7. Head.  I may use one of Earl's heads if the new guys in Montana ever have them back in stock. I will also use one of his cams if they are also grinding them again. The one I got from Earl for my 1949, which is his one up from stock, work fine in the '49.

 

8. I will be having custom made pistons.  I want to lighten the load as well as use a more modern ring arrangement. I have noted that after about 35K miles that cylinder pressure starts to drop. If one measures the bore one sees that it starts to tapper a lot.  I talked with several engine builders, men in their 80's, and they all said the long stroke coupled with the heavy pistons is the issue.  Their recommendation is to lighten the piston and go with different rings.

 

9. The ass of the cam has no bearing. The block wears and causes lower oil pressure.  I will bore that hole and use a steel or oilite bearing in there.

 

10. Rods will been very carefully rebuilt, including having ARP make the special 265 bolts. (on my 251, I used ARP 351 Ford Cleveland rod bolts and re-worked the head and nut surfaces for them and they have been fine for 65K miles and a lot of that at WOT for the 5500 pound car).

 

11. Dual cast exhaust.

 

That is my basic outline. One person wrote that he thought he was getting 25% more power, I think that may be a little optimistic. I will be happy if I can hit the Dodge Truck 136 HP mark.

 

James.

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5 hours ago, James_Douglas said:

I am in the middle of writing the specifications for what will hopefully be the last incarnation of my Desoto power plant.

 

So far I am looking at the following:

 

3. On the big Chrysler 8 and the LWB Desoto which have larger steering boxes and larger steering arms, a 1969 Pontiac Wagon (Saginaw) steering chuck fits the splines and I will use that thanks to Don Smith and his research.

 

4. I will use an electric water pump at the base of the radiator and 4 small fans as a pusher. Not using an engine pump and fan will help with belts and access on the front of the engine.

 

5. A/C will be a high efficiency scroll compressor. Item 4 makes this possible and also helps with item 3. I will use a remote canister power steering pump.

 

That is my basic outline. One person wrote that he thought he was getting 25% more power, I think that may be a little optimistic. I will be happy if I can hit the Dodge Truck 136 HP mark.

 

James.

 

Great list - with many interesting discussion topics - but I have one question. If going to all that trouble with electric fans, electric water pump, etc... why use a belt driven power steering pump with a remote canister? Electric power steering pumps are getting to be more common and could further help clean up your engine belt drive system. Simply tuck it away out of sight and route the lines as you see fit. Anyway just some food for thought.

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38 minutes ago, HotRodTractor said:

 

Great list - with many interesting discussion topics - but I have one question. If going to all that trouble with electric fans, electric water pump, etc... why use a belt driven power steering pump with a remote canister? Electric power steering pumps are getting to be more common and could further help clean up your engine belt drive system. Simply tuck it away out of sight and route the lines as you see fit. Anyway just some food for thought.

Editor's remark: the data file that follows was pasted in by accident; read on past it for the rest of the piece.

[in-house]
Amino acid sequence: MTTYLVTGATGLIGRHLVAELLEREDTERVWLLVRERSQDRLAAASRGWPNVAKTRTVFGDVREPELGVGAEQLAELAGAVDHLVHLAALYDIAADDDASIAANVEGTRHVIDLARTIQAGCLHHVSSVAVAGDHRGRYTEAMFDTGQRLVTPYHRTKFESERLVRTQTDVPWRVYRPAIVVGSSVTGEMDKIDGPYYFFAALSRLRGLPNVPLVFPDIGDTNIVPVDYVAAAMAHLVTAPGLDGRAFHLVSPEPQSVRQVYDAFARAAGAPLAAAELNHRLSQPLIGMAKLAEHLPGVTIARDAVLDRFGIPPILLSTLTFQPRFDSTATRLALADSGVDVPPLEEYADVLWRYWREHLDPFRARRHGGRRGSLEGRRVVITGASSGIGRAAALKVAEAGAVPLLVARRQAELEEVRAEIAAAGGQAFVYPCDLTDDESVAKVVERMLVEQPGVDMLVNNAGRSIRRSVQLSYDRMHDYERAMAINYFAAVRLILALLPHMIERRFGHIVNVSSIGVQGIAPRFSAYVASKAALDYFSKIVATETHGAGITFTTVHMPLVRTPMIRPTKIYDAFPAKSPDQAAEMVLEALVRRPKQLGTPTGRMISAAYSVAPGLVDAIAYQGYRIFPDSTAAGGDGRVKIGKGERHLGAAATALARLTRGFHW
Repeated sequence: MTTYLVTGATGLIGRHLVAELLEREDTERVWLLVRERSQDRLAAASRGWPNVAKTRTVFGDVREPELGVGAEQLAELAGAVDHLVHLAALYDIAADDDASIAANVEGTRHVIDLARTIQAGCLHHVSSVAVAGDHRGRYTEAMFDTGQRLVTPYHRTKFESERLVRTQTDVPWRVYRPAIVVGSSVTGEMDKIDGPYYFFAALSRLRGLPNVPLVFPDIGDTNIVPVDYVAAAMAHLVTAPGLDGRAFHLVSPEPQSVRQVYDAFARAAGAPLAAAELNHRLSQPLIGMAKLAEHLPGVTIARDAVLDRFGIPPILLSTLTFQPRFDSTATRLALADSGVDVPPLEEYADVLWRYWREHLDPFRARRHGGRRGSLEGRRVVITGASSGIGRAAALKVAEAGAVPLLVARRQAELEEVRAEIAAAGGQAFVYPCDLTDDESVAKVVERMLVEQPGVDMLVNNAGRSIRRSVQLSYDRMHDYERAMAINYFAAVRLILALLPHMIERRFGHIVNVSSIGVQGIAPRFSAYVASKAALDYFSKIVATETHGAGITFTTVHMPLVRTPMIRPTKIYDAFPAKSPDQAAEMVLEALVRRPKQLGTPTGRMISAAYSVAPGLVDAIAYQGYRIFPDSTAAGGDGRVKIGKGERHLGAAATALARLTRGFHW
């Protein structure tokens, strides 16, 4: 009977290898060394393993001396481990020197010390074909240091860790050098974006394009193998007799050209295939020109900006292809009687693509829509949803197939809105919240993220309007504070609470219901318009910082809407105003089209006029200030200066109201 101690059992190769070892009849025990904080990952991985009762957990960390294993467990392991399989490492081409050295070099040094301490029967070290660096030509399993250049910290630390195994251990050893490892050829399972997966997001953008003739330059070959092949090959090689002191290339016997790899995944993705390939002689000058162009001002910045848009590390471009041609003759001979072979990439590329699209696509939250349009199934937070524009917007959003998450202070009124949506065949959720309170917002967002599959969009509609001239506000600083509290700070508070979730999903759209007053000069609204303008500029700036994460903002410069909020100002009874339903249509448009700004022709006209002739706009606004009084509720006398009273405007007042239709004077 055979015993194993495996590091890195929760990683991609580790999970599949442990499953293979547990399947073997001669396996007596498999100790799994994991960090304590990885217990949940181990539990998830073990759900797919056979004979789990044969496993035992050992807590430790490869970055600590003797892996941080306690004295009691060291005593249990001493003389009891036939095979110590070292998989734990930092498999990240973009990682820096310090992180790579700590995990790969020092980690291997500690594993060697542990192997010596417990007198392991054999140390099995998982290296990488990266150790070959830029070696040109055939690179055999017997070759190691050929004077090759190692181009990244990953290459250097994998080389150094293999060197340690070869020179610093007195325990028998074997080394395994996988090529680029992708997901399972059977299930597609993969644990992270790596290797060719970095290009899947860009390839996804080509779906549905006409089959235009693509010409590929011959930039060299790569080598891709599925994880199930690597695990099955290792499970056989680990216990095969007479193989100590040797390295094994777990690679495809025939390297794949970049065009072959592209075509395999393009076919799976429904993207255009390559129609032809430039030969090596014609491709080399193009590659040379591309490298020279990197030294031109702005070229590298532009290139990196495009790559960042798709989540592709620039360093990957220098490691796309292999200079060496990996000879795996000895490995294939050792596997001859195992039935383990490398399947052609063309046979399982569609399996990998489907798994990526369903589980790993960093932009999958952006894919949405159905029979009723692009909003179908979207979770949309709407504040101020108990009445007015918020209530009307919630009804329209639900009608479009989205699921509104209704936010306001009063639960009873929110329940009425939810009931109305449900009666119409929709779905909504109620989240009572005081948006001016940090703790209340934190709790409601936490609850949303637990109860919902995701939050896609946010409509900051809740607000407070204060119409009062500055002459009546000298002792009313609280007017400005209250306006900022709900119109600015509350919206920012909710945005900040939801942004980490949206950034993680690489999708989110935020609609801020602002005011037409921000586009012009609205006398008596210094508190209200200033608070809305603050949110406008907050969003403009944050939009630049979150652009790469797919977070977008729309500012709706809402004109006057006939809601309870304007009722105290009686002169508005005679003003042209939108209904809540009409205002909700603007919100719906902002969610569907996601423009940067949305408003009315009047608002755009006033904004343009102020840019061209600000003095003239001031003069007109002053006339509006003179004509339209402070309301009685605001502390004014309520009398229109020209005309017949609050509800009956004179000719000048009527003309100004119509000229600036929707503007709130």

or, just use electric power steering.  Lots of them available cheaply.

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I’ve mentioned this before on other posts, but since you are going through the expense of custom pistons and you want to squeeze every bit of power reliably, I would look at using a longer rod out of a shorter stroke engine.  There are a lot of benefits to doing so and the cost of the pistons should be the same. 

 

FWIW 

Adam

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13 hours ago, James_Douglas said:

 

10. Rods will been very carefully rebuilt, including having ARP make the special 265 bolts. (on my 251, I used ARP 351 Ford Cleveland rod bolts and re-worked the head and nut surfaces for them and they have been fine for 65K miles and a lot of that at WOT for the 5500 pound car).

 

 

James.

By the time you get this done, it will probably be too late for me to take advantage, but I will be interested to know if you succeed.  A couple of years ago, I sent ARP a 265 bolt and asked them about making up bolts.  They are very specialized, and ARP said they had never made any bolts for the 265, and had no bolts that could easily be adapted.  I asked them for a ballpark cost to make such bolts, and they said it would be at least a few thousand dollars, maybe more.  At that point, I stopped my query.  After some research and queries on this forum and others, I found that most people who are not building race or hot rod engines just re-use the stock bolts, as long as they don't look damaged.  I even called George Asche, who has raced many of these engines for decades, and he said he re-uses his stock 265 bolts and has never had a failure, even with 5500-rpm (or more) operations.  So I reassured myself with that, and decided I'd re-use the stock bolts.

 

If you have better news than that, I'd really be interested to hear about it.  I still haven't reassembled my engine, so it's not too late at this point, but if it's going to be another six months before bolts are ready, or if they are going to be $1000 per set of 12, then it probably won't be in the cards for me.